Alberta Health Services has moved a detox centre in downtown Edmonton to the northeast edge of the city, which some advocates say is too far away from the people who need it most.
Last year, Alberta Health Services told CBC News construction on the west leg of the Valley Line LRT would have a negative effect on patient care at the Addiction Recovery Centre (ARC).
ARC is a 42-bed medical detox facility just north of NorQuest College, at 107th Street and 103rd Avenue.
A sign on the centre’s door on Tuesday said it was relocating to Building 12 at Alberta Hospital Edmonton (AHE) on Wednesday. AHS confirmed the move in an email.
Spokesperson Kristi Bland said AHS explored many relocation options and settled on AHE because it will offer patients “the smoothest transition and best care based on their needs,” but some advocates say the new location is too far from the core.
Angie Staines, the founder of 4B Harm Reduction Society and an Alberta representative for Moms Stop the Harm, said she worries people will show up at the old location and have trouble getting to the new one.
Travelling from downtown Edmonton to AHE, which is on Fort Road, between Anthony Henday Drive and 18th Street, takes about an hour on public transit.
“It’s just another hurdle that the community doesn’t need right now,” Staines said.
Mitchell Johnson, a MacEwan University student who volunteers with the Street Outreach and Resource Team, said he is also concerned about the centre’s new location.
AHE is a psychiatric hospital and Johnson said when he worked in permanent supportive housing with the Schizophrenia Society of Alberta, tenants feared the hospital and were hesitant to be open about their mental health because they worried they would be sent back there.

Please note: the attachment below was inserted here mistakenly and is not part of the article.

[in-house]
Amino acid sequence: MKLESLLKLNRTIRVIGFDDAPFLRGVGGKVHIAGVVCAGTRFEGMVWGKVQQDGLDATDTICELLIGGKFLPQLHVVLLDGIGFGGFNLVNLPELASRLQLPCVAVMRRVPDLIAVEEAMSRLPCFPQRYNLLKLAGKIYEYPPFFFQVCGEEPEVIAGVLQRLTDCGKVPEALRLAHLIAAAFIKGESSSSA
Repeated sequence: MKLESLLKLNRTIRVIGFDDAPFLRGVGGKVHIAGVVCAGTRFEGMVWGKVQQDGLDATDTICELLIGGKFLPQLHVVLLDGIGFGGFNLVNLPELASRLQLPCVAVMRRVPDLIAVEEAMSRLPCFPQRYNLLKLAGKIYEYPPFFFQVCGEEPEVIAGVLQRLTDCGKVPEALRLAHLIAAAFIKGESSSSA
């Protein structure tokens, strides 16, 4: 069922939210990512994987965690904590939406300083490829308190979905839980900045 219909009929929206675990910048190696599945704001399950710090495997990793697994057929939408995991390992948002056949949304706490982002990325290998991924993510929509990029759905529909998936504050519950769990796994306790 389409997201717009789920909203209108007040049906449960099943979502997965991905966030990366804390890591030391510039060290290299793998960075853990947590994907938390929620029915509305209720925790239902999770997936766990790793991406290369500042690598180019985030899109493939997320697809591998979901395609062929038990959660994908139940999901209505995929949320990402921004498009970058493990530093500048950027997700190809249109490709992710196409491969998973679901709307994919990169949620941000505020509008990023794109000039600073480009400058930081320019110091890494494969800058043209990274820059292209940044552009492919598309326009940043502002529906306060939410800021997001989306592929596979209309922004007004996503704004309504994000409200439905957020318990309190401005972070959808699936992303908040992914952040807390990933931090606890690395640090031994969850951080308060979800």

“I can’t imagine people are going to be happy to have to go back to Alberta Hospital or anywhere in the vicinity of it,” he said.
“It’s just going to retraumatize them and bring up a lot of negative memories.”
AHS spokesperson Kristi Bland said AHS chose the new location after analyzing many other options.
She said the new space has been renovated to suit ARC clients and includes new floors, more shower capacity, new furniture and fresh paint. The building also has more programming space than the downtown centre.
AHE’s fleet of vans and buses will help clients who need transportation to and from the new location, Bland said.
City tried to accommodate AHS
Danielle O’Brien, a spokesperson for the City of Edmonton, told CBC News that the city worked closely with AHS for several years to mitigate the effects of LRT construction near the ARC.
“Substantial time and effort went into mitigating AHS’s concerns, and to ensure that AHS could continue to provide safe and effective service at the ARC during construction and operation of the Valley Line West,” she said in an emailed statement.
O’Brien said changes that AHS asked for were incorporated into the Valley Line West design, but AHS later told the city that it had decided to relocate the facility.
Bland says AHS is working to determine the centre’s permanent location. Johnson said he hopes it is located downtown, where most social services are.
The George Spady Society on 105A Avenue also offers medical detox in the inner city.
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